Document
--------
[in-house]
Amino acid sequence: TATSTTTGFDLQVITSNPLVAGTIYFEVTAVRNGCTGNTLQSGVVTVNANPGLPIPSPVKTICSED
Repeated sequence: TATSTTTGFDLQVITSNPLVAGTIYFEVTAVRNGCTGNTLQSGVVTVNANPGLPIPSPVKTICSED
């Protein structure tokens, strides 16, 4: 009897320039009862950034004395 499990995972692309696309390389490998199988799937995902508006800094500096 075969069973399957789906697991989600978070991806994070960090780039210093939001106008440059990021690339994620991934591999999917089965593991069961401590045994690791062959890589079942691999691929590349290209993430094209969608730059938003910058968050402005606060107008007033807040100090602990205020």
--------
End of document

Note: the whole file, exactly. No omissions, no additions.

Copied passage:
[in-house]
Amino acid sequence: TATSTTTGFDLQVITSNPLVAGTIYFEVTAVRNGCTGNTLQSGVVTVNANPGLPIPSPVKTICSED
Repeated sequence: TATSTTTGFDLQVITSNPLVAGTIYFEVTAVRNGCTGNTLQSGVVTVNANPGLPIPSPVKTICSED
């Protein structure tokens, strides 16, 4: 009897320039009862950034004395 499990995972692309696309390389490998199988799937995902508006800094500096 075969069973399957789906697991989600978070991806994070960090780039210093939001106008440059990021690339994620991934591999999917089965593991069961401590045994690791062959890589079942691999691929590349290209993430094209969608730059938003910058968050402005606060107008007033807040100090602990205020």